Alisertib monotherapy has shown activity in postmenopausal patients with endocrine-resistant, HER2-negative, metastatic breast cancer, according to research published in JAMA Oncology.

However, alisertib was not able to restore sensitivity to fulvestrant in this patient population. There was no difference in response or survival outcomes between patients who received alisertib monotherapy and those who received fulvestrant and alisertib in combination. 

This phase 2 trial ( Identifier: NCT02860000) included 91 patients with endocrine-resistant, HER2-negative, metastatic breast cancer who had received prior endocrine therapy and CDK4/6 inhibitor therapy in the metastatic setting.

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The patients were randomly assigned to receive alisertib monotherapy (n=46) or alisertib plus fulvestrant (n=45). Prior chemotherapy for metastatic disease was more common in the combination arm (68.9%) than in the monotherapy arm (47.8%). Most patients had secondary endocrine resistance — 76.1% in the monotherapy arm and 82.2% in the combination arm.  

Patients received a median of 6 cycles of alisertib monotherapy (range, 1-34) and a median of 4 cycles of combination treatment (range, 1-44). Disease progression was the most common reason for treatment discontinuation in the monotherapy arm (82.6%) and the combination arm (68.9%).

The objective response rate (ORR), progression-free survival (PFS), and overall survival (OS) were similar between the treatment arms. 

“[W]hile alisertib did not restore fulvestrant sensitivity and increase ORRs, promising clinical activity was observed with alisertib monotherapy,” the researchers wrote.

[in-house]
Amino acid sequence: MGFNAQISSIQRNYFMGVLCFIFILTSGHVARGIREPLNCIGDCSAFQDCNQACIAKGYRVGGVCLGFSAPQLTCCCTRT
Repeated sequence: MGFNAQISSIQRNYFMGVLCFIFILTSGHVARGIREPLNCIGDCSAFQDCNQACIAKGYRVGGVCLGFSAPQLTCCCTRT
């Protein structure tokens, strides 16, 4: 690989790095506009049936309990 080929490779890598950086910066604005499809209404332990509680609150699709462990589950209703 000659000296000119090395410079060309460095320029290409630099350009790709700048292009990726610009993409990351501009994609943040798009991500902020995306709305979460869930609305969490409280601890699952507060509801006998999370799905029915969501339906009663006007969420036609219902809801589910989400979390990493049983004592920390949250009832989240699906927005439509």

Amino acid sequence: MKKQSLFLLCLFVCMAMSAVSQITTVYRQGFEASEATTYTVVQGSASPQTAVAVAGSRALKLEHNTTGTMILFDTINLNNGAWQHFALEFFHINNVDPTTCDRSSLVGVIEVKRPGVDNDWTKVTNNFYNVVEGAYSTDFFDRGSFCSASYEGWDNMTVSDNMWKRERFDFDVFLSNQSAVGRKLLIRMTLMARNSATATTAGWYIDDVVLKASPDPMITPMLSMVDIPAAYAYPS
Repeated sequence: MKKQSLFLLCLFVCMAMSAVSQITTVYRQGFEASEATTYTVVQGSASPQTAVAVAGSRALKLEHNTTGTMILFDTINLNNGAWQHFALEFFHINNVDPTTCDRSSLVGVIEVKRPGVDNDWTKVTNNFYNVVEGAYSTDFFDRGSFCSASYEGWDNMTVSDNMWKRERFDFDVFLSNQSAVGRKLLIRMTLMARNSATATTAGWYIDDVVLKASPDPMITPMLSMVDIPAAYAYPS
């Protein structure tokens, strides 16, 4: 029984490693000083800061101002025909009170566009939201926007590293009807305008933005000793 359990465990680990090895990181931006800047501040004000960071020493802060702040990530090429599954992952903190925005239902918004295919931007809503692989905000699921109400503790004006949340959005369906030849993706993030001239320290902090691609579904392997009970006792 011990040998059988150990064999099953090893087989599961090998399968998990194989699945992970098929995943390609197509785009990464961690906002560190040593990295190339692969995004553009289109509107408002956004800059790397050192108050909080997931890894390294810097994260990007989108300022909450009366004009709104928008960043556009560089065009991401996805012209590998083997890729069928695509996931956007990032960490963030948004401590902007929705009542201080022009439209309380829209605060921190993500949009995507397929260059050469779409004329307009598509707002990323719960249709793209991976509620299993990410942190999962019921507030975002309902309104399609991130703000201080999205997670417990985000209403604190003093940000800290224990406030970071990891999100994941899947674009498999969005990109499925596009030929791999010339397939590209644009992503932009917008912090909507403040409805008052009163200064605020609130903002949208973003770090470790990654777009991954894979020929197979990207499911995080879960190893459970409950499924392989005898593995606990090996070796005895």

The ORR was 19.6% with alisertib and 20.0% with the combination. The median duration of response was 15.1 months in the monotherapy arm and 8.5 months with the combination. 

The median PFS was 5.6 months in the monotherapy arm and 5.4 months in the combination arm. The median OS was 22.7 months and 19.8 months, respectively. 

There were 17 patients who crossed over from the monotherapy arm to the combination arm after disease progression. After crossover, 1 patient achieved a partial response, and the median PFS was 3.7 months.

The most common grade 3 or higher adverse events in the monotherapy arm were neutropenia (43.4%), leukopenia (17.4%), and anemia (19.6%). The most common grade 3 or higher adverse events in the combination arm were neutropenia (42.2%), leukopenia (31.1%), lymphopenia (15.6%), fatigue (11.1%), and anemia (8.9%).

The researchers concluded that alisertib “is among the first investigational targeted therapies demonstrating promising clinical activity and a tolerable safety profile” in patients with endocrine- and CDK4/6 inhibitor-resistant metastatic breast cancer.

Disclosures: This research was supported by Takeda Oncology. Some study authors declared affiliations with biotech, pharmaceutical, and/or device companies. Please see the original reference for a full list of disclosures.


Haddad TC, Suman VJ, D’Assoro AB, et al. Evaluation of alisertib alone or combined with fulvestrant in patients with endocrine-resistant advanced breast cancer: The phase 2 TBCRC041 randomized clinical trial. JAMA Oncol. Published online March 9, 2023. doi:10.1001/jamaoncol.2022.7949

This article originally appeared on Cancer Therapy Advisor